Yeah, the old money and time issue of what to do with that one of kind animal that we somehow end up with.
Several years back a local horse trainer discovered a young stallion prospect that was to be sold. So she got one of her clients to buy him and foot the bill. She went on to show this horse to the highest level and he was an important part to get her name in the standings.
Anyway, after the show career was over (as in past the aged events that pay all the money) the owner wanted to show him. You should have heard the outcry! Being that the owner was not a particularly gifted or talented rider. But of course her point was that she was only going to have a horse of that quality once in her life and she paid for him. So she was darn sure going to enjoy him to the best of her ability.
Was it a waste? Ask most trainers and you would have heard a hearty yes!
But he went on to the stallion shed, bred and produced well despite spending the last years in the show ring looking like a lower level non pro horse. But I reckon he really did not care one bit. And the owner had a ball! And after all, is that not what it is all about?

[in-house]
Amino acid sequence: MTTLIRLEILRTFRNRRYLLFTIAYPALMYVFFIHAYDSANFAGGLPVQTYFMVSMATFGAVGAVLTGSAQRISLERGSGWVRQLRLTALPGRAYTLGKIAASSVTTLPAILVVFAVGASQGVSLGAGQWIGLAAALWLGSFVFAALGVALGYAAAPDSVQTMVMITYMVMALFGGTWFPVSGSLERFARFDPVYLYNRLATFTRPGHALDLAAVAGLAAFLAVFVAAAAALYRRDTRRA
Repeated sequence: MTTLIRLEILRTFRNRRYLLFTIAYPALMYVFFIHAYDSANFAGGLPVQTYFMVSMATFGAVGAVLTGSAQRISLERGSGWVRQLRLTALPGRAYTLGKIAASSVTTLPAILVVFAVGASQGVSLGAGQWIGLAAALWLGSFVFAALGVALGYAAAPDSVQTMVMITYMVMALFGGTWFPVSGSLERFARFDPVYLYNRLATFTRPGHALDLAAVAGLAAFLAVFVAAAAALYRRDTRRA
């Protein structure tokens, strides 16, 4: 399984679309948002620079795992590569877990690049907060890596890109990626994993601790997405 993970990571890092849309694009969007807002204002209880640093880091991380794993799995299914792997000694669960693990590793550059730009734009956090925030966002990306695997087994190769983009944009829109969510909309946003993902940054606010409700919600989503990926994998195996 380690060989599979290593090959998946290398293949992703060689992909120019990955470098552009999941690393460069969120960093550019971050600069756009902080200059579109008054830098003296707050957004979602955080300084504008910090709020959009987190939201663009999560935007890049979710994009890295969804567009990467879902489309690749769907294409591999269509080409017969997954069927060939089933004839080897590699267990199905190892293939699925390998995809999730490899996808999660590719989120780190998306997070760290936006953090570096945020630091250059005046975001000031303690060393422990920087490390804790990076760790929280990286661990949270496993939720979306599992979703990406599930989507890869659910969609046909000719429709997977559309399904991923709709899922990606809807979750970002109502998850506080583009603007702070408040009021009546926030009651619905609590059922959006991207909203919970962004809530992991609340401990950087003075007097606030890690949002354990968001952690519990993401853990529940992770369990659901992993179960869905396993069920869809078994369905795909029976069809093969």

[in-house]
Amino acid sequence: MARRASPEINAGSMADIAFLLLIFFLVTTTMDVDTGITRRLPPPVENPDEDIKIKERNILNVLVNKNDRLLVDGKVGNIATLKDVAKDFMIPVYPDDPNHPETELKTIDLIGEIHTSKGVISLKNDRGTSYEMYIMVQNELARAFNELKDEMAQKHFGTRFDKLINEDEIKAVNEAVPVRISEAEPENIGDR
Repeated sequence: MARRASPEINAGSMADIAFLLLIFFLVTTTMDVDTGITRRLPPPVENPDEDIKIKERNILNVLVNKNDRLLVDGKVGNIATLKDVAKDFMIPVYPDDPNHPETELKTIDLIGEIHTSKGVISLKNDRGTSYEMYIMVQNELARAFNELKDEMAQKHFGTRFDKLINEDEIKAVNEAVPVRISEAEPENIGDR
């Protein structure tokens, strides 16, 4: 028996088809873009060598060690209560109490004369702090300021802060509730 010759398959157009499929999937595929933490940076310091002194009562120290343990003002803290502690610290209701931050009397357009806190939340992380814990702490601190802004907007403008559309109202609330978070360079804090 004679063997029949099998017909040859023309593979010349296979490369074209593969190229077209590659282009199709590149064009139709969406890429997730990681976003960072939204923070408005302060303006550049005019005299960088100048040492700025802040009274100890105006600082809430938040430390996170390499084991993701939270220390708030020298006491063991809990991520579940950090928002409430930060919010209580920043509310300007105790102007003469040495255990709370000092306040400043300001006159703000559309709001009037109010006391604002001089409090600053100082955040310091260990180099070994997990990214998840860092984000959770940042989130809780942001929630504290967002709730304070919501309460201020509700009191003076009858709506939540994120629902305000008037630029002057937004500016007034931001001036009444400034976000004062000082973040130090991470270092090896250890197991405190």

My own experience with both a stallion I owned all of his 24 years and a Border Collie I presently own was similar to the woman in your post. I had a wonderfully talented cowhorse that was trained and shown by my trainer. When he was done showing him I showed him in the Non-Pro classes. My trainer was 100% behind me and very supportive. I was hesitent as I still wanted the horse to attract outside mares. My trainer told me not to worry , with me showing my horse it would demonstate how good minded the horse was!
With my Border Collie I knew I wanted a dog trained up better than I could so she was trained/trialed as a Nursery dog age. When it came time for me to trial her I was hesitent to as I knew I could no where near do as well as my trainer with her, and I did care that my dog looked trained out there on the field. My trainer's answer was--get out there , trial and enjoy your dog. The dog won't care that you are learning. We did share my dog on and off for a few years , and that worked great. My dog got to go to the big trials and I got to trial her in the P/N and learn along the way and move up the levels.
So bottom line, each has to work it out the way that suits themselves, and it is necessary to find the right professionals for the journey.